The framers of Kentucky’s constitution made crystal clear the state’s responsibility to provide for a system of common, public schools across the commonwealth. And in 1989 the Kentucky Supreme Court affirmed that obligation and said funding inadequacies at the time meant the state had “fallen short in its duty” to provide a “proper and adequate education.”
The General Assembly followed the decision with a recommitment to better funding and more than a decade of progress. But repeated state budget cuts and funding freezes since 2008 have turned the clock backwards.
In 2018, we surveyed superintendents and found that, because of these funding reductions, 54% of respondents had cut instructional time, 42% had reduced student supports like intervention and enrichment services and summer school, 30% had eliminated course offerings and 14% had reduced special education services, among other damaging impacts.
This is the context in which certain special interests are fighting in court to protect a program, set up by House Bill 563, that takes money available for Kentucky’s public schools. It gives those resources instead to private schools despite the constitutional prohibition against public aid to such schools. This week, arguments are taking place in Franklin Circuit Court in the Council for Better Education’s lawsuit challenging the constitutionality of HB 563.
Instead of giving handouts to select private schools, shouldn’t we be restoring funding for public schools? After all, research shows that state funding for things like smaller class sizes, increased instructional time and other educational supports improves student outcomes in districts with less local resources. Yet we’re currently spending nearly $3,000 less per student in state and local resources in Kentucky’s poorest counties than we are in wealthy ones.
The logic of HB 563 seems flawed, unless one realizes that its point is not ensuring access to a high-quality education for all Kentucky children as the constitution mandates, but bolstering resources available for private education in select communities.
The 2021 Kentucky General Assembly passed HB 563, setting up the richest state tax credit on the books which allows private interests to divert money from the General Fund to private educational institutions at little or no cost to themselves. For giving to an Account Granting Organization (AGO), “donors” get back at least 95% of their contribution, and are able to actually make a profit, receiving more than they give if they donate stocks that have appreciated in value. As a point of comparison, Kentuckians who give to veterans’ organizations, churches, animal shelters and other nonprofit institutions get a tax reduction worth at most just 5% of the amount contributed if they itemize deductions on their taxes.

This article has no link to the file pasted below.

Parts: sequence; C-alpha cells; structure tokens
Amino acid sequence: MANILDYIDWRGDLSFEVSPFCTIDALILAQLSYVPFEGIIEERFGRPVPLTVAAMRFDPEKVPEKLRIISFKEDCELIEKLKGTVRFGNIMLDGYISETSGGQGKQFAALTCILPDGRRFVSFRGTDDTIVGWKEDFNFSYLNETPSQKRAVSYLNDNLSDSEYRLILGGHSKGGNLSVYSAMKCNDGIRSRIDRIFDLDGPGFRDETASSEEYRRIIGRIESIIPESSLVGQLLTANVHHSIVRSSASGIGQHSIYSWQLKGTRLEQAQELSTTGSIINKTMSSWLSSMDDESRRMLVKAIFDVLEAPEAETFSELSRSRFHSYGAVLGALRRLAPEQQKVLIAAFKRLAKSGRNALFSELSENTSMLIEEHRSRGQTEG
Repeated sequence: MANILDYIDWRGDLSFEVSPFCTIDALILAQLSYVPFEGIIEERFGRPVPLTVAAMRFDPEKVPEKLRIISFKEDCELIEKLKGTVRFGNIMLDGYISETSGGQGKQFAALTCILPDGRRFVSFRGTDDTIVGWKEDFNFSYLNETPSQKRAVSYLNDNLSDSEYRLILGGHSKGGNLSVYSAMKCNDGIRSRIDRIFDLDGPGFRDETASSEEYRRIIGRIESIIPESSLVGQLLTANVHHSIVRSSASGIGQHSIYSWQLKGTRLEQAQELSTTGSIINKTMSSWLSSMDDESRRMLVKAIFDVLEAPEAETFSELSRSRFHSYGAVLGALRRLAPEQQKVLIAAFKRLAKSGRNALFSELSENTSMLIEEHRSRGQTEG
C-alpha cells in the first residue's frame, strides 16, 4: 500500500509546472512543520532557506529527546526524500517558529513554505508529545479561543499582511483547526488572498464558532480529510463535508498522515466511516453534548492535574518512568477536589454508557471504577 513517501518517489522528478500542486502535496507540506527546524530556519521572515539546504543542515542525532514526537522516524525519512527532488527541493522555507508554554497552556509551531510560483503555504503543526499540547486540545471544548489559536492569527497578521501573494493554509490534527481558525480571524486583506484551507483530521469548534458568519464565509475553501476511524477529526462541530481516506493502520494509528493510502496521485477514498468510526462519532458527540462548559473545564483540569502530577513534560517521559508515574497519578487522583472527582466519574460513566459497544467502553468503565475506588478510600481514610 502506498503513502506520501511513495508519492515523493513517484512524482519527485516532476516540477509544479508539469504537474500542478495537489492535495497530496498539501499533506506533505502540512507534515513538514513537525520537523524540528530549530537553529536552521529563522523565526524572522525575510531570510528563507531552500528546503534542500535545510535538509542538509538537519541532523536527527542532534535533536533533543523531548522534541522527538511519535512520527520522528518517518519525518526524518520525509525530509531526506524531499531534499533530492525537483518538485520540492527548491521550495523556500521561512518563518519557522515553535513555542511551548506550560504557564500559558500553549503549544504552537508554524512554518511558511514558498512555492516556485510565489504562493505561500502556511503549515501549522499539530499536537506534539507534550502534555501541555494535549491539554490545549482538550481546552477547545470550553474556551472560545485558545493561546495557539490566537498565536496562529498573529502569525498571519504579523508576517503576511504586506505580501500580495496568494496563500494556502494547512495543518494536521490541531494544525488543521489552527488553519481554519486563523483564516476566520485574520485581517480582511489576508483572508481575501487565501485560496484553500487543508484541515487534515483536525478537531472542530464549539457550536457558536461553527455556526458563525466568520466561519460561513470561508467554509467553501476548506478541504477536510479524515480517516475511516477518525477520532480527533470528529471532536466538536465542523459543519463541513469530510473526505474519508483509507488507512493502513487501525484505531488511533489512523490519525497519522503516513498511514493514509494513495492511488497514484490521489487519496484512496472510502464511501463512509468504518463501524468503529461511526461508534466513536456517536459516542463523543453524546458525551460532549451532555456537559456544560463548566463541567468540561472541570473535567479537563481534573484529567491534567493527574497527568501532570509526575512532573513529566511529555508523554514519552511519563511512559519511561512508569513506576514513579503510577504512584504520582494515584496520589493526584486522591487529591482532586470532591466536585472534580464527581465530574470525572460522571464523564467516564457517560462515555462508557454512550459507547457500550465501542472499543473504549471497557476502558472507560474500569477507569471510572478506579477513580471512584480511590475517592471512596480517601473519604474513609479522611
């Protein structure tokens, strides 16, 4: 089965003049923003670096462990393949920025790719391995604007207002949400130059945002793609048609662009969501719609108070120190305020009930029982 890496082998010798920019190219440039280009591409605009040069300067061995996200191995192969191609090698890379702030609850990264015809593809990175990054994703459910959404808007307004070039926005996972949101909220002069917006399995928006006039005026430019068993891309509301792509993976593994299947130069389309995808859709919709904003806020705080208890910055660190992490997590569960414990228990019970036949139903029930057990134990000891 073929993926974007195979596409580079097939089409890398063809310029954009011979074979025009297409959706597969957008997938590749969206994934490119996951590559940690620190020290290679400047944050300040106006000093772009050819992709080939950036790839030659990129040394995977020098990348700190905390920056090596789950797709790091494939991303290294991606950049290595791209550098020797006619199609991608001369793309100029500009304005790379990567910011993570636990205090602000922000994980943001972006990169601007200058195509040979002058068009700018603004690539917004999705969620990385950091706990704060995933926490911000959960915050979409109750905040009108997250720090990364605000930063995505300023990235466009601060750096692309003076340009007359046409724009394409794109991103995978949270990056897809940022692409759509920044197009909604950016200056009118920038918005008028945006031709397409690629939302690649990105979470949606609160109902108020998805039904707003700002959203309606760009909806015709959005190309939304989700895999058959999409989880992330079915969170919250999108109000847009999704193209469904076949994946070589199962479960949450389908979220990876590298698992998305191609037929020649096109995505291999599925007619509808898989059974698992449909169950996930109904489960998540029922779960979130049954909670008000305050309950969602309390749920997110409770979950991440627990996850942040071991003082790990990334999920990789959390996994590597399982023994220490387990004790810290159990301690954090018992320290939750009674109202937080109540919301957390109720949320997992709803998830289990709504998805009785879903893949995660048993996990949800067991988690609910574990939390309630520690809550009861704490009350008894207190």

AGOs distribute these diverted public funds to families to use for various educational purposes. In the state’s eight largest counties, which tend to be urban and more affluent, monies can be spent on tuition and fees at private schools. In other counties, funds can’t go to tuition, but can pay for expenses at private schools like uniforms, textbooks, curricula, tutoring, after school and college test prep courses.
Unlike public schools which are mandated to serve all Kentucky students, under the program set up by HB 563, private entities can pick whom they do and do not serve. The state has opted to exercise little supervision over AGOs and the service providers they work with. AGOs can define services they cover, and in which communities. Private school students do not have the same protections as public school students against discrimination based on disability, LGBTQ status, race, religion or being an English language learner, for instance.
Those fighting to protect HB 563 say it targets those with the greatest financial need, but the program’s eligibility threshold is so generous that 63% of Kentucky children are eligible on a first-time basis, and resources are prioritized for past recipients even if their family income grows to 463% of poverty — meaning a family of 4 with $121,175 in annual income can receive funds.
Research on similar programs in other states shows that the most affluent families eligible tend to benefit most. That’s because families with means face the fewest barriers to participation. Parents in rural communities with access to fewer educational alternatives, those who work two or more jobs, who can’t afford to pay for private school costs not covered by the program, and who have limited access to internet and transportation face more barriers. Other states that have this kind of program have also seen them grow, draining a larger and larger amount of revenue from what’s available for public schools, libraries, community health and other public services for everyone.
Taking more money out of Kentucky’s public school system — a system that must serve all students despite dwindling state support — and giving it to private schools that can choose whom to serve is far from aligned with Kentucky’s constitution. The best use of public resources toward improved outcomes for students in underserved communities is to reinvest in our public schools and in struggling students.
Written by Anna Baumann, who is Deputy Director at the Kentucky Center for Economic Policy.
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